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Seminar: John Prensner, MD, PhD
Monday, February 28 @ 4:00 pm - 5:00 pm
“Translating the cancer genome: dark matter proteins”
John Prensner, M.D., Ph.D.
Physician, Dana-Farber/Boston Children’s Cancer and Blood Disorders Center
Instructor of Pediatrics, Harvard Medical School
Co-Hosts: The Center for RNA Biomedicine, Department of Computational Medicine & Bioinformatics, and Department of Pediatric Oncology
In-person: Biomedical Science Research Building (BSRB), ABC Seminar rooms
Keywords: cancer, ribosome profiling, functional genomics, gene discovery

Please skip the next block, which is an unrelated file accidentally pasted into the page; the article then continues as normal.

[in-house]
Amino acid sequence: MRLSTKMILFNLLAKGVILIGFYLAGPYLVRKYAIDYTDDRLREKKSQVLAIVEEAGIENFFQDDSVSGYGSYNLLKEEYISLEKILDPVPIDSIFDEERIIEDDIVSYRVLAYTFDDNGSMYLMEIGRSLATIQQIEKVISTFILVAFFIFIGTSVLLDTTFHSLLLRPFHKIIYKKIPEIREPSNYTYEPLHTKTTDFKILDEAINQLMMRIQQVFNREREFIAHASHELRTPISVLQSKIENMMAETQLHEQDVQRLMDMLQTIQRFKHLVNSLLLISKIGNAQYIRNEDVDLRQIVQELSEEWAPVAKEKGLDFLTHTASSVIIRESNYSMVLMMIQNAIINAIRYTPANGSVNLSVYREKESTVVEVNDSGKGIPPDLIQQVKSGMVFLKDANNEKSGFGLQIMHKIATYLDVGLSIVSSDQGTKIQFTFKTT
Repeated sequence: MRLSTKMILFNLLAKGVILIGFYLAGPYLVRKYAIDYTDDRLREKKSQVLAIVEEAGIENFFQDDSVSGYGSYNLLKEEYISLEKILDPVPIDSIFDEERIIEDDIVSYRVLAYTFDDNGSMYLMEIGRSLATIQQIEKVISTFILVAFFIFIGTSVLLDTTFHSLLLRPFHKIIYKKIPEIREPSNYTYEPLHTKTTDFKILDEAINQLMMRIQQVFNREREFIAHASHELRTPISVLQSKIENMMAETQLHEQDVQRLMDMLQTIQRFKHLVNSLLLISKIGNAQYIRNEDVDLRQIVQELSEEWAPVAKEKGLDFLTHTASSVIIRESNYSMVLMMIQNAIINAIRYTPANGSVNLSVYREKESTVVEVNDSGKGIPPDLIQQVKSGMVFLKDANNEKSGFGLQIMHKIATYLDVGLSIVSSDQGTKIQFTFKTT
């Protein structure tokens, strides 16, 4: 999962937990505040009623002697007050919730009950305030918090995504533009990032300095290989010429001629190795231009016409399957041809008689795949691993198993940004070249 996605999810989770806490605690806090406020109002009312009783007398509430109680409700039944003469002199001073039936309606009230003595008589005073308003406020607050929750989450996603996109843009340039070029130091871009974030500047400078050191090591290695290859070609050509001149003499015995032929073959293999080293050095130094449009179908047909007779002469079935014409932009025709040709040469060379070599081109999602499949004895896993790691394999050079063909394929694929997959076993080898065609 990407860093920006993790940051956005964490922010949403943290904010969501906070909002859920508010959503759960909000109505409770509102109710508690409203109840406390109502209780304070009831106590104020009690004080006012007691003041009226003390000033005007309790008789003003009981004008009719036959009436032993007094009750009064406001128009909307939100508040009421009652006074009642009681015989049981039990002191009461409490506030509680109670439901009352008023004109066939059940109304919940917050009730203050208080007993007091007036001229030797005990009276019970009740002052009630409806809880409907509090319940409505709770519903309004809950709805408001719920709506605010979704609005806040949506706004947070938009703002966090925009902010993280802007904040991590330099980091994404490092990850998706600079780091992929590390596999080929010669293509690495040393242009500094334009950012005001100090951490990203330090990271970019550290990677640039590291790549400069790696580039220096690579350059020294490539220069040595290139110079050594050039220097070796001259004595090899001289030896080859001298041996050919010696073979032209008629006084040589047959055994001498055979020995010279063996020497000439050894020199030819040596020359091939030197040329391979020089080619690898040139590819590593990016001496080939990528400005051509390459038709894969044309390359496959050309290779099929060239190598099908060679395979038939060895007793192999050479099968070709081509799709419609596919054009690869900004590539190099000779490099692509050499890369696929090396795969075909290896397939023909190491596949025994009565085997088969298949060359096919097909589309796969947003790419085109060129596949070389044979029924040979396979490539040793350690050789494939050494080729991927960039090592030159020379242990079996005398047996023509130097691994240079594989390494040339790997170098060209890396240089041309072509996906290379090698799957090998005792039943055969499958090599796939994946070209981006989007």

Abstract: Although genomic analyses predict many non-canonical open reading frames (ORFs) in the human genome, it is unclear whether they encode biologically active proteins in diseases such as cancer. Here, we have developed functional genomics platforms to systematically interrogate non-canonical ORFs identified in ribosome profiling data. Using CRISPR loss-of-function screens in numerous human cancer models, we define the frequency with which ORFs contribute to cell essentiality phenotypes. We further constructed large-scale ORF plasmid libraries to assess their capacity to encode a protein and induce cancer cell transcriptional changes. We pursued focused investigation of several uncharacterized protein-coding loci, defining roles for the lncRNA-ORF GREP1 in breast cancer and the ASNSD1 upstream ORF (uORF) in medulloblastoma. Lastly, we have assembled a pathway to bring such ORF candidates into the mainstream of biological research via an international consortium of gene database stakeholders. Together, this work establishes non-canonical ORFs as critical mediators of cancer cell biology, suggests their potential promise as therapeutic targets in cancer, and outlines a path forward for dissemination of these ORFs amongst the global research community.